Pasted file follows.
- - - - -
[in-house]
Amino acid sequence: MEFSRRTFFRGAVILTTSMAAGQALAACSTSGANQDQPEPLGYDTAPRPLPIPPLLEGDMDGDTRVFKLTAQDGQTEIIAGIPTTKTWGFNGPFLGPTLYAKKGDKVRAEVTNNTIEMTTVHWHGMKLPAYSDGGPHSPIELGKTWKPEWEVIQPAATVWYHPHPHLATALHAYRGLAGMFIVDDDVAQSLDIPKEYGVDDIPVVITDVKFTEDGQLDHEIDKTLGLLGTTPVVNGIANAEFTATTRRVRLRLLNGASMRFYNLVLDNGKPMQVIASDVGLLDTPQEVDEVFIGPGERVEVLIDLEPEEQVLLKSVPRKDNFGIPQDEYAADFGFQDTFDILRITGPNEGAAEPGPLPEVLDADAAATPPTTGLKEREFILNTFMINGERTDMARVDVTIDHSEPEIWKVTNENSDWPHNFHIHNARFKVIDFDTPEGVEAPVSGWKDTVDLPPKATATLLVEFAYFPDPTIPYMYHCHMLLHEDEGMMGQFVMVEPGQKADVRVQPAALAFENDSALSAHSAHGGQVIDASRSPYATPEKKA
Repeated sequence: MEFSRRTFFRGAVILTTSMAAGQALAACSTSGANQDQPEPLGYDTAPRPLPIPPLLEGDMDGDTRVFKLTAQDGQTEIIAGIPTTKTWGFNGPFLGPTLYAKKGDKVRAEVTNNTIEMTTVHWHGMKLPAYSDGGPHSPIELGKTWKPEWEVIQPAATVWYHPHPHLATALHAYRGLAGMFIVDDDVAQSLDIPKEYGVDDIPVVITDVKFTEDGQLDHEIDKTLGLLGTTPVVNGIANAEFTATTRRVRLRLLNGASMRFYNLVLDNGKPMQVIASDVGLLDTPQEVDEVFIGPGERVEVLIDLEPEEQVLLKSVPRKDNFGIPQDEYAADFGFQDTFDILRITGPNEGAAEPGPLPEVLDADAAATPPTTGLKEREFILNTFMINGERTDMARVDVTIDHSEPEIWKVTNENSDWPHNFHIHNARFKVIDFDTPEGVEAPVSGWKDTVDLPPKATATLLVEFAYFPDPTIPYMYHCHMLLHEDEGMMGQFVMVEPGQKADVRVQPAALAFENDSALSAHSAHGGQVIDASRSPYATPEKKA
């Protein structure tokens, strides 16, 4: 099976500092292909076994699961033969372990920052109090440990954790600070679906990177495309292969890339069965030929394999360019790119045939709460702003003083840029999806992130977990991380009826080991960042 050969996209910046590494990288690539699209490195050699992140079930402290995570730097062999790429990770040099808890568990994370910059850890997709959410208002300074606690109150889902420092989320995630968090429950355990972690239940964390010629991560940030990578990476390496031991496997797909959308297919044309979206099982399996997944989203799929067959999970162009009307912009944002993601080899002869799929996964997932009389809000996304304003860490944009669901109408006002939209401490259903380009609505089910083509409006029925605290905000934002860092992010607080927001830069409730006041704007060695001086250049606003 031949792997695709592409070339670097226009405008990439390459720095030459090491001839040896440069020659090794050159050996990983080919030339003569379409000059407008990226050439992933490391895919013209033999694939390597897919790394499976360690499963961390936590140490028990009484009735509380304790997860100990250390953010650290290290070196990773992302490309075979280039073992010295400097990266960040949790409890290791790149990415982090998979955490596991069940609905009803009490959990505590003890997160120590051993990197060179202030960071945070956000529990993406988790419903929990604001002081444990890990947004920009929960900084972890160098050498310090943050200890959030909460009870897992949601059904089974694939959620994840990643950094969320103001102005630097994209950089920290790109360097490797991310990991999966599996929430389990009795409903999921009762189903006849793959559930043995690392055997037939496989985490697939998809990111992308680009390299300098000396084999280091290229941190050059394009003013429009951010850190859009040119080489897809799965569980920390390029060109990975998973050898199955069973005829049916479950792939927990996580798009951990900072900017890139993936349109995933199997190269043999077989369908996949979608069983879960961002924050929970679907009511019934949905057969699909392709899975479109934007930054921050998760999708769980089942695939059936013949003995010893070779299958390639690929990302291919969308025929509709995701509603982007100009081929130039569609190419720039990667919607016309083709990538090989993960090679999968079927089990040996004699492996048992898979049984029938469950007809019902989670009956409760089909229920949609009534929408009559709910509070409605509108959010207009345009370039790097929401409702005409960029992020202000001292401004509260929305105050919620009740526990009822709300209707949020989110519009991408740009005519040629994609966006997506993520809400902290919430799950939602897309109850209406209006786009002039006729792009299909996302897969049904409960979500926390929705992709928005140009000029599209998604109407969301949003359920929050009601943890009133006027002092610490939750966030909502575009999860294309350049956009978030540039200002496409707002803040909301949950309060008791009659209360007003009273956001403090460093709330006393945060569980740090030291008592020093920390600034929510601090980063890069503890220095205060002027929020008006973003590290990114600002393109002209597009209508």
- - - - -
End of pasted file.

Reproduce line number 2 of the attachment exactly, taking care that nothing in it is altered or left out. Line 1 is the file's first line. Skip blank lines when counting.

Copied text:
Amino acid sequence: MEFSRRTFFRGAVILTTSMAAGQALAACSTSGANQDQPEPLGYDTAPRPLPIPPLLEGDMDGDTRVFKLTAQDGQTEIIAGIPTTKTWGFNGPFLGPTLYAKKGDKVRAEVTNNTIEMTTVHWHGMKLPAYSDGGPHSPIELGKTWKPEWEVIQPAATVWYHPHPHLATALHAYRGLAGMFIVDDDVAQSLDIPKEYGVDDIPVVITDVKFTEDGQLDHEIDKTLGLLGTTPVVNGIANAEFTATTRRVRLRLLNGASMRFYNLVLDNGKPMQVIASDVGLLDTPQEVDEVFIGPGERVEVLIDLEPEEQVLLKSVPRKDNFGIPQDEYAADFGFQDTFDILRITGPNEGAAEPGPLPEVLDADAAATPPTTGLKEREFILNTFMINGERTDMARVDVTIDHSEPEIWKVTNENSDWPHNFHIHNARFKVIDFDTPEGVEAPVSGWKDTVDLPPKATATLLVEFAYFPDPTIPYMYHCHMLLHEDEGMMGQFVMVEPGQKADVRVQPAALAFENDSALSAHSAHGGQVIDASRSPYATPEKKA